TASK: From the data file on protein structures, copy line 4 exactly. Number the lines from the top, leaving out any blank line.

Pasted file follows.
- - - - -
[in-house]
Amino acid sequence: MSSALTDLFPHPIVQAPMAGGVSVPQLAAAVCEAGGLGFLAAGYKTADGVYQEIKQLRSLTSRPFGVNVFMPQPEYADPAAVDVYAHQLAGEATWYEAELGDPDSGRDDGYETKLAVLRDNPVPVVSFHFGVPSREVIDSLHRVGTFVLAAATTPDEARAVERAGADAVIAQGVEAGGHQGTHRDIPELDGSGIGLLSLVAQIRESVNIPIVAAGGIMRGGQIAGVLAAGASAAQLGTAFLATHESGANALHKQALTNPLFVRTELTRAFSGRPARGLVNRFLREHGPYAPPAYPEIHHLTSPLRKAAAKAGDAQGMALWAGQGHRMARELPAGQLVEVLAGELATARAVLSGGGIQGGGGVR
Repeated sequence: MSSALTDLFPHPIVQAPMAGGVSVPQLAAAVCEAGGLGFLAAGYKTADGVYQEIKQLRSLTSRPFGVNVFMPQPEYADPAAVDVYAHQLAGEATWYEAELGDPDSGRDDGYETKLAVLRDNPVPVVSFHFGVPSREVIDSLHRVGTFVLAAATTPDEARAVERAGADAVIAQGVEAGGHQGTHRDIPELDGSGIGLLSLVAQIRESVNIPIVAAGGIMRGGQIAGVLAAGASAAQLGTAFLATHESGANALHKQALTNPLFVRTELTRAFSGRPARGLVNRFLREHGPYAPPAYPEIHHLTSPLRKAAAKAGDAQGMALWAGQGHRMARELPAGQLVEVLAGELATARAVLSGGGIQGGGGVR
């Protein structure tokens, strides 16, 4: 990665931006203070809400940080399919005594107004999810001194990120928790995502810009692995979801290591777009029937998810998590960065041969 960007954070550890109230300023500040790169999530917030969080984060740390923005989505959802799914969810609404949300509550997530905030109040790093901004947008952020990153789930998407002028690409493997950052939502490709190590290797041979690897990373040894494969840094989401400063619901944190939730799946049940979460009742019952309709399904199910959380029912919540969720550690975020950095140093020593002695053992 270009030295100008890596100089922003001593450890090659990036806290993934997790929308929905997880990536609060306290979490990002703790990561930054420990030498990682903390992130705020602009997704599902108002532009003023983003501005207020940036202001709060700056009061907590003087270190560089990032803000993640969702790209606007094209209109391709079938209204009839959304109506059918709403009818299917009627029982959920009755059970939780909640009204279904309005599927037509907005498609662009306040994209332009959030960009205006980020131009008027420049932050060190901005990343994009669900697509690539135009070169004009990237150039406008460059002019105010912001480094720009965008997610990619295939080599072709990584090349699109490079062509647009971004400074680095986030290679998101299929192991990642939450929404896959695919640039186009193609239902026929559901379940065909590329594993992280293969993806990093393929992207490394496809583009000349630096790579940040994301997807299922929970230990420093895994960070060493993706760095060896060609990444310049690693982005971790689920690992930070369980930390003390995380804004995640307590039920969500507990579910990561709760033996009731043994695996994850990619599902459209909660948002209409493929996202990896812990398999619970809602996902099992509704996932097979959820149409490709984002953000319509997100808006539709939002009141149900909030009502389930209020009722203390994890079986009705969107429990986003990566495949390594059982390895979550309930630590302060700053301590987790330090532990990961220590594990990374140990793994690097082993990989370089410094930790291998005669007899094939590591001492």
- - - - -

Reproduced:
């Protein structure tokens, strides 16, 4: 990665931006203070809400940080399919005594107004999810001194990120928790995502810009692995979801290591777009029937998810998590960065041969 960007954070550890109230300023500040790169999530917030969080984060740390923005989505959802799914969810609404949300509550997530905030109040790093901004947008952020990153789930998407002028690409493997950052939502490709190590290797041979690897990373040894494969840094989401400063619901944190939730799946049940979460009742019952309709399904199910959380029912919540969720550690975020950095140093020593002695053992 270009030295100008890596100089922003001593450890090659990036806290993934997790929308929905997880990536609060306290979490990002703790990561930054420990030498990682903390992130705020602009997704599902108002532009003023983003501005207020940036202001709060700056009061907590003087270190560089990032803000993640969702790209606007094209209109391709079938209204009839959304109506059918709403009818299917009627029982959920009755059970939780909640009204279904309005599927037509907005498609662009306040994209332009959030960009205006980020131009008027420049932050060190901005990343994009669900697509690539135009070169004009990237150039406008460059002019105010912001480094720009965008997610990619295939080599072709990584090349699109490079062509647009971004400074680095986030290679998101299929192991990642939450929404896959695919640039186009193609239902026929559901379940065909590329594993992280293969993806990093393929992207490394496809583009000349630096790579940040994301997807299922929970230990420093895994960070060493993706760095060896060609990444310049690693982005971790689920690992930070369980930390003390995380804004995640307590039920969500507990579910990561709760033996009731043994695996994850990619599902459209909660948002209409493929996202990896812990398999619970809602996902099992509704996932097979959820149409490709984002953000319509997100808006539709939002009141149900909030009502389930209020009722203390994890079986009705969107429990986003990566495949390594059982390895979550309930630590302060700053301590987790330090532990990961220590594990990374140990793994690097082993990989370089410094930790291998005669007899094939590591001492």